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Annual Report 2008 - AMG Advanced Metallurgical Group NV

Annual Report 2008 - AMG Advanced Metallurgical Group NV


DSS CRYSTALLIZATION FURNACE FOR SOLAR SILICON systems for the conversion of titanium sponge, scrap or revert material into commercial grade or alloy grade titanium. The Division continued its world-leading position in vacuum arc remelting furnaces for processing titanium and titanium alloys. In particular, the Division’s electron beam furnaces utilize an energy efficient process for recycling titanium scrap and revert material. Although the delayed production of new aircraft such as the Airbus A380 and Boeing 787 negatively impacted the short term demand for titanium, the growth of titanium sponge production and the large spectrum of applications for titanium should result in long term growth. Applications for titanium alloys include aircraft structural parts, heat exchangers and medical implants. Fuel efficiency-related revenues grew from $200 million in 2007 to $231 million in 2008, although the percentage of total sales declined from 64.2% to 53.0%, reflecting the rapid growth of the Division’s solar-related sales. Solar The Division’s principal products are DSS furnaces. These systems are used either to process polysilicon for the production of solar ingots (later sliced into photovoltaic wafers) or to purify metallurgical silicon for the production of UMSi. Incoming orders increased by 45%, as compared to the record level reached a year before. Solar-related sales grew from 36% of the Division’s total sales in 2007 to 46% in 2008. Nuclear The Division took full control of Furnaces Nuclear Application Grenoble S.A. (FNAG), a joint venture originally formed in 2007. In 2008, FNAG was awarded a detailed engineering contract for sintering furnaces for the Shaw Areva Mox Fuel Fabrication Facility in South Carolina, USA. This facility will recycle weapons-grade plutonium and mix it with uranium oxide to form mixed oxide fuel elements for light water reactors. This contract forms the basis for further growth in the nuclear market. The Engineering Systems Division has also commenced development of a graphite-glass matrix technology to allow for the long term safe storage of radioactive waste. The technology is based on proven processes used for the production of prismatic nuclear fuel elements developed for high temperature reactors. Although this technology is still in the development stage, the Division has applied for several international patents. According to initial tests, the graphite-glass blocks containing nuclear waste allow for safe disposal for more than a million years, thus addressing recent concerns about the current vitrification technology. Production Traditionally, the Engineering Systems Division subcontracted the production of its vacuum furnace systems to a network of experienced suppliers. To support growth resulting from the significant increase in demand for its DSS and heat treatment furnaces, production was brought in-house during 2008. Production 22 Report of the Management Board | Business Review: Engineering Systems Division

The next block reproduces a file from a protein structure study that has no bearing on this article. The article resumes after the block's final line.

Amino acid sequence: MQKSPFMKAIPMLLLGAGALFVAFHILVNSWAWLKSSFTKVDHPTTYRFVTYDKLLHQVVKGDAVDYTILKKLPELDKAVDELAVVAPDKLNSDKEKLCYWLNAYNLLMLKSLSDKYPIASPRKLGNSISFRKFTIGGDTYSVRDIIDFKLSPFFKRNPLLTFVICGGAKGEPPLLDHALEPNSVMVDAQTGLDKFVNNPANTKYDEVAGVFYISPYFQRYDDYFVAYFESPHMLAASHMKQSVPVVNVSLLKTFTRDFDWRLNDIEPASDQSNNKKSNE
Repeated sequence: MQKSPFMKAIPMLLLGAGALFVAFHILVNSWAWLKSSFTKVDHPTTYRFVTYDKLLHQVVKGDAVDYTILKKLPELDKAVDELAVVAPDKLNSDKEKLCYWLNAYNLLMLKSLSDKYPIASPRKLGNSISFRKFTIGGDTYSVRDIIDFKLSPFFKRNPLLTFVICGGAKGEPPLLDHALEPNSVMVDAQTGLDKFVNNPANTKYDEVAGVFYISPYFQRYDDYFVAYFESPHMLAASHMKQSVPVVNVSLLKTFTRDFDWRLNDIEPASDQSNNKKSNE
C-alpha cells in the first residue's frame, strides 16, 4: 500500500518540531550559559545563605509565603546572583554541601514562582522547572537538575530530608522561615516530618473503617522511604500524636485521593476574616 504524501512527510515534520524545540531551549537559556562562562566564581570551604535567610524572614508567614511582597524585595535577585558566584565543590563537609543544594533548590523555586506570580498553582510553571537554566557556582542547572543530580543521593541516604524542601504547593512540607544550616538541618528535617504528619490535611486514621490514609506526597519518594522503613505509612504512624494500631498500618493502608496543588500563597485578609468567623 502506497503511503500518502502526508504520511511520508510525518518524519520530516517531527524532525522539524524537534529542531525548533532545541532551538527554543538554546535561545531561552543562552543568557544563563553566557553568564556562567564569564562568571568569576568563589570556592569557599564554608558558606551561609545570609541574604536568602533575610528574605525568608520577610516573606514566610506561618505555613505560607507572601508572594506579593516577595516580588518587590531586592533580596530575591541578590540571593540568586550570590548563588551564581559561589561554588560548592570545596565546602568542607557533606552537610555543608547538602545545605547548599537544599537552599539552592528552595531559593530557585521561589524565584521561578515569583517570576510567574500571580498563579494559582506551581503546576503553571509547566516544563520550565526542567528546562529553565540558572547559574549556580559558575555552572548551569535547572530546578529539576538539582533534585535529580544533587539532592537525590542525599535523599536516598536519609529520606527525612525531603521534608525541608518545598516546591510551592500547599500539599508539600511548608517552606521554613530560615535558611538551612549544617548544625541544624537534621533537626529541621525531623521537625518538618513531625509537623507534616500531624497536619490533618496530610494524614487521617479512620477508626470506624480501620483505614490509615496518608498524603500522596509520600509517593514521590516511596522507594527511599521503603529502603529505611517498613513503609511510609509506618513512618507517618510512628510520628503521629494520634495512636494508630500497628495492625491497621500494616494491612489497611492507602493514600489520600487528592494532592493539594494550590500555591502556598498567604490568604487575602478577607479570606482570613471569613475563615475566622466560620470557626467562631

MACHINING AT BERLIN PLANT capacity for DSS furnaces for solar silicon was increased from two furnaces per week in the first quarter of 2008 to seven furnaces per week by the end of 2008. Additionally, $7.2 million was invested in property, plant and manufacturing equipment to enable the manufacture of a broader range of products at the in-house facility. This investment has shortened delivery lead times, making the company more responsive to the demands of the market. New Product Development The Engineering Systems Division continued to develop new products, especially for solar energy and the next generation of electron beam-based energy sources to process refractory metals at temperatures above 2,000°C more efficiently. In 2008, the focus was on the next generation DSS furnaces for solar silicon with a crucible capacity of about 600 kg. This new furnace type will reduce the cost of ownership and further contribute to the industry’s target of achieving grid parity. Furthermore, a new generation of electron beam guns for the production of refractory metals at temperatures above 2,000°C was successfully tested and will now be installed in a pilot plant to analyze applications in metal production in the electronics and photovoltaic industry. The Research & Development program is also focused on improving the performance of its established furnace systems and to prepare access to new markets, such as heat treatment for aerospace and casting for industrial gas turbines. Outlook The Division’s order backlog provides a relatively high degree of visibility for 2009. Nonetheless, the economic crisis makes forecasts subject to significant uncertainty. The broad product range and the advanced technology standards of the Division’s vacuum systems give AMG a significant competitive edge in the markets addressed. The geographic diversification and the portfolio of end markets which the Division serves will help mitigate some of the challenges resulting from the current economic crisis. Report of the Management Board | Business Review: Engineering Systems Division 23

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